Multiple triggers could boost Axis Bank's return ratios, say analysts

Topics Axis Bank

Axis Bank | Photo: Shutterstock
Outperforming closest peer ICICI Bank, the stock of Axis Bank has gained a sharp 30 per cent since the start of 2019, when the new Managing Director and Chief Executive Officer Amitabh Chaudhary took charge. Analysts highlight multiple triggers which could boost the bank’s return ratios going ahead. HDFC Securities’ Darpin Shah and Aakash Dattani believe that improving asset quality (with rising coverage), better risk practices, focus on high-yielding retail products, and cost consciousness will drive earnings. This should also improve the return ratio (return on assets and return on equity) of the bank.

Brokerages also expect the trend of lower slippages (accounts turning bad) in FY19 that improve the overall earnings to continue, though there could be some effect from macro headwinds. Decline in stressed assets and sub-investment-grade loan accounts (indicates high default probability) shows that the asset-quality cycle, mainly from the corporate pool, has peaked out. This along with the management’s confidence in terms of retail asset quality is expected to lower slippages. In fact, higher share of retail assets (50 per cent of total advances as of March 2019) offers further comfort in terms of asset quality.

The bank’s annual report points to a strong risk management architecture that has helped keep asset quality in retail better than peer average. With slippages likely to contract by over 100 basis points over the next two years, provisioning as a percentage of assets (credit cost) would also to come down by 100 basis points in FY20 and 30 basis points a year after. Gross non-performing assets (NPAs) or bad loans should also trend lower. Besides, improvement in provision coverage ratio (including write offs) to 77 per cent in FY19 from 65 per cent in FY18, will further curb incremental provisioning requirement for the bank, states a Motilal Oswal Financial Services report.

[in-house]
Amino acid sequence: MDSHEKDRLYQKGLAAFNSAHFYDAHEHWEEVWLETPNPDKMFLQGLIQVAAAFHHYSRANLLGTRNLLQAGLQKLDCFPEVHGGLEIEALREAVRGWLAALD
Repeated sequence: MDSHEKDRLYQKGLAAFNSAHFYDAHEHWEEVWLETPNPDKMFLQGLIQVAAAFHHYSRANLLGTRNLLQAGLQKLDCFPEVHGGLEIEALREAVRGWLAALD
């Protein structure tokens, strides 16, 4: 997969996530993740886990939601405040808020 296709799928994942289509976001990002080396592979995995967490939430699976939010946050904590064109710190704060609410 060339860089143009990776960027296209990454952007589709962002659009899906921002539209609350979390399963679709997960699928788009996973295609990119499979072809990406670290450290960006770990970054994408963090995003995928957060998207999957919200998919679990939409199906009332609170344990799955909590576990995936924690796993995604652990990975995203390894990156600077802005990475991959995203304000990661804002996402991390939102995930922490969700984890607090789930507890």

Further provisioning comfort also stems from the bank’s aim to move towards conservative approach on provisioning, risk and compliance. It has increased provisioning over and above the regulatory requirement on weak yet standard assets.

This apart, lower operating cost amid higher focus on technology and falling proportion of branch format despite branch additions of around 900 over the next few years, would also help.

There is also a shift in retail product mix with higher share of high-yield products such as credit card, personal loan, among others. This should help in taking care of the bank’s top line even as the cost of deposits is likely to rise amid lukewarm deposit growth of the banking industry. Even for Axis Bank cost of term deposits was 22 basis point higher in FY19. As per the annual report, the bank’s focus is now on retail term deposit besides current and savings accounts.

In fact, Chaudhary believes that the banking industry has seen return of credit growth and pricing power on account of shift in credit demand from NBFCs and bond markets back to banks. Axis Bank seems to be well positioned to leverage this opportunity given its branch network (4,050 branches) and capital position (capital adequacy 15.8 per cent as of March 2019).

Overall, if the bank performs as per the expectations, sharp upsides in the stock cannot be ruled out. Some analysts expect upsides of 11-14 per cent over the next year from current levels.


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